At the time of writing, Day Zero has been pushed back to July 2018. At Sonke, we’ve been supporting on-going measures to mitigate the drought and its social effects, and we are actively playing our part to assist in this crisis. Below, we detail how water and gender are inextricably linked – and we suggest practical ways we can all help to lighten the load that women are so often forced to carry.
They said she must wait until the pain gets worse so did that place where a certain rank of humanity rewards itself hugely for keeping others in their place management refuses to let a worker go to the clinic she miscarriaging at a till so says a social media circular adding that her union refused to take up a case of abuse saying they only deal with labour relations (and not with human rights abuses) They said she must wait
Gender equality is not just about economic empowerment. It is a moral imperative. It is about fairness and equity and includes many political, social and cultural dimensions. It is also a key factor in self-reported well-being and happiness across the world. Many countries worldwide have made significant progress towards gender equality in education in recent decades. Girls today outperform boys in some areas of education and are less likely to drop out of school.
Women’s rights are fundamental to human security and sustainable peace. The African Union’s Protocol to the African Charter on Human and Peoples’ Rights on the rights of Women in Africa (Maputo Protocol) guarantees the rights and equality of women on the continent and complements the global women, peace and security agenda. But case studies of Malawi, South Sudan, Somalia and Mozambique reveal that the implementation of the Maputo Protocol is slow and patchy.
‘Economic, Governance and Instability in South Africa’ examines the economic and social underpinnings of rising political instability in South Africa such as poverty, unemployment and inequality. The paper then reviews the patterns of violence across different categories before concluding with a brief analysis of the extent to which corruption, poor governance and lacklustre leadership exacerbate social turbulence.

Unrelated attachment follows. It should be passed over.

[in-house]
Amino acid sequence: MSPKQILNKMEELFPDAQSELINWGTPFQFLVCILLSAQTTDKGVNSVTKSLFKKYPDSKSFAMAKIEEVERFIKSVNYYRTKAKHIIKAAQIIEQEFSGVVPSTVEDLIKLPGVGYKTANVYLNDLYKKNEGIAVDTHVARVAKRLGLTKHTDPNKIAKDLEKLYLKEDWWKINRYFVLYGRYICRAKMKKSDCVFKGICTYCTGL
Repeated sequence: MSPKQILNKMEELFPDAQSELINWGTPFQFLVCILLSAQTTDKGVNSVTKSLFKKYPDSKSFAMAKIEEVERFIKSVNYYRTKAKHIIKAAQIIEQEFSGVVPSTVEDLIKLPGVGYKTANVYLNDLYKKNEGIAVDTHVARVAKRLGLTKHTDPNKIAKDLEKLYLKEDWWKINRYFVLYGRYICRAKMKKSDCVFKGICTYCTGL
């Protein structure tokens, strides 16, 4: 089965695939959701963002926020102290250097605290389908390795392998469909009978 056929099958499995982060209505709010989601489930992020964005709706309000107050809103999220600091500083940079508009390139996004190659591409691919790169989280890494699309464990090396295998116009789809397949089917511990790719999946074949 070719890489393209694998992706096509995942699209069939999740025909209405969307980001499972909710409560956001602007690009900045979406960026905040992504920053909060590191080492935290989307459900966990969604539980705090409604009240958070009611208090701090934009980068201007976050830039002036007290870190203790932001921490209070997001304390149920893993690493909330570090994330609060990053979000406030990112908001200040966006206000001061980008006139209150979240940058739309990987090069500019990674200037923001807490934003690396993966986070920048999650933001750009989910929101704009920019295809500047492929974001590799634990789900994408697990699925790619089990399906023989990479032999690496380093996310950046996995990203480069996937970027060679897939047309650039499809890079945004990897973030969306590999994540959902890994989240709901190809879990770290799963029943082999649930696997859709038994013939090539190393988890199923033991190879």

‘Adolescent Boys and Young Men’ highlights the importance of engaging adolescent boys and young men in sexual and reproductive health and rights (SRHR) and gender equality. Not only is this engagement essential to achieve the full equality of women and girls, it also positively impacts the lives of men and boys themselves. This paper establishes a conceptual framework for engaging adolescent boys and young men.
‘Economics, governance and instability in South Africa’ examines the economic and social underpinnings of rising political instability in South Africa such as poverty, unemployment and inequality. The paper then reviews the patterns of violence across different categories before concluding with a brief analysis of the extent to which corruption, poor governance and lacklustre leadership exacerbate social turbulence. For more information, refer to www.issafrica.org.
This paper explains how and why improved water management on the farm matters for women and girls, and what can be done to better support opportunities for them, as well as for men and boys, in the face of climate change. The authors identify three areas where gender-focused programming needs to address the unique vulnerabilities of women to water (in)security: Women are often at the pinch point of water-related tasks in the home and on the farm, with pressure intensifying around seasonal periods of scarcity in many developing countries.
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